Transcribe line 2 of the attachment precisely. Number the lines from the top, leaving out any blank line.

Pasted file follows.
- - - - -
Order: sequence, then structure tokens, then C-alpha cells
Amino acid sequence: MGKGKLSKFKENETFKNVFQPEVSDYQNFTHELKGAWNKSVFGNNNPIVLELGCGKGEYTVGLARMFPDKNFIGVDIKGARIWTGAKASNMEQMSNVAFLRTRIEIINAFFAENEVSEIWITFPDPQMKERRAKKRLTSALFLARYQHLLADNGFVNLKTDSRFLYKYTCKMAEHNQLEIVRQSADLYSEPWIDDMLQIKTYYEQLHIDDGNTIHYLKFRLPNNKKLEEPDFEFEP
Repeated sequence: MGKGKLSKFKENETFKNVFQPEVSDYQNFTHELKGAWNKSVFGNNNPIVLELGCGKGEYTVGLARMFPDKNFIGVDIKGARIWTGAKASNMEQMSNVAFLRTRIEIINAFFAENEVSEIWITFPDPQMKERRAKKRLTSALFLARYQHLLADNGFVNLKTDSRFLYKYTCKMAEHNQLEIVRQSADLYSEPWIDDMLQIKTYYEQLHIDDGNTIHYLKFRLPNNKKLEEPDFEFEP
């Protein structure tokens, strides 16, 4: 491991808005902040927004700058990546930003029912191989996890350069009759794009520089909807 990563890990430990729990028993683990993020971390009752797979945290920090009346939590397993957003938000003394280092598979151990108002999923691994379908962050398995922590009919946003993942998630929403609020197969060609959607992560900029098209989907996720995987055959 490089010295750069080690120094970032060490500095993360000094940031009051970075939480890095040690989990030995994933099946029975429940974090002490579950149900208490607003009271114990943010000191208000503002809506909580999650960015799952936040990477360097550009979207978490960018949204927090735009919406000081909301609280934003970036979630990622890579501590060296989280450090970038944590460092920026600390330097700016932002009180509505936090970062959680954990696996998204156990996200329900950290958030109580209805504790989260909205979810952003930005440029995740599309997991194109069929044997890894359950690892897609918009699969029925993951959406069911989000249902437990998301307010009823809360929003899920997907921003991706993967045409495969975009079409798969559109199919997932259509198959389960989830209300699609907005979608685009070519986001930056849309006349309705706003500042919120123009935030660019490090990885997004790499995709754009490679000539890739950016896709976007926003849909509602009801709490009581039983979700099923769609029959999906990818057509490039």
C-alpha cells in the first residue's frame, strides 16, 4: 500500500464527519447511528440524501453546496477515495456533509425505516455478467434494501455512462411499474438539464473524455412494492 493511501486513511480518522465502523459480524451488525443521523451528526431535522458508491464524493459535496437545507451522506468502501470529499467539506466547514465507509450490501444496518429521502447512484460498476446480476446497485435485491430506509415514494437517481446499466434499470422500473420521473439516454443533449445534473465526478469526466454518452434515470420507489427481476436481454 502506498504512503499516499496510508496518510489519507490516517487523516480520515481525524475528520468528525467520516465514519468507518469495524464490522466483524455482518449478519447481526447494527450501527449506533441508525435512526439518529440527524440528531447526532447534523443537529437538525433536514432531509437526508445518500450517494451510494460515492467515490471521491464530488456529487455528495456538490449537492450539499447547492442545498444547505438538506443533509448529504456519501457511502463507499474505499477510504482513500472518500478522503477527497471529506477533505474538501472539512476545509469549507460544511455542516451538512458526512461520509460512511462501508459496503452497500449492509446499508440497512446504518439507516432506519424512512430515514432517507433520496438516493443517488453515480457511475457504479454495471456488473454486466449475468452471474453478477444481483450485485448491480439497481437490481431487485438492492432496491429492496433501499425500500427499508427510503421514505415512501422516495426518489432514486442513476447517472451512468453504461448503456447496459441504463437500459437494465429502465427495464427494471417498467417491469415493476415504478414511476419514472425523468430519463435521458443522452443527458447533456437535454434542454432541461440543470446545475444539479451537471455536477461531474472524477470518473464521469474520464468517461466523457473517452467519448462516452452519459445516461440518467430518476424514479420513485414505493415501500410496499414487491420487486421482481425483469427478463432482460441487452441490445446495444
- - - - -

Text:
Amino acid sequence: MGKGKLSKFKENETFKNVFQPEVSDYQNFTHELKGAWNKSVFGNNNPIVLELGCGKGEYTVGLARMFPDKNFIGVDIKGARIWTGAKASNMEQMSNVAFLRTRIEIINAFFAENEVSEIWITFPDPQMKERRAKKRLTSALFLARYQHLLADNGFVNLKTDSRFLYKYTCKMAEHNQLEIVRQSADLYSEPWIDDMLQIKTYYEQLHIDDGNTIHYLKFRLPNNKKLEEPDFEFEP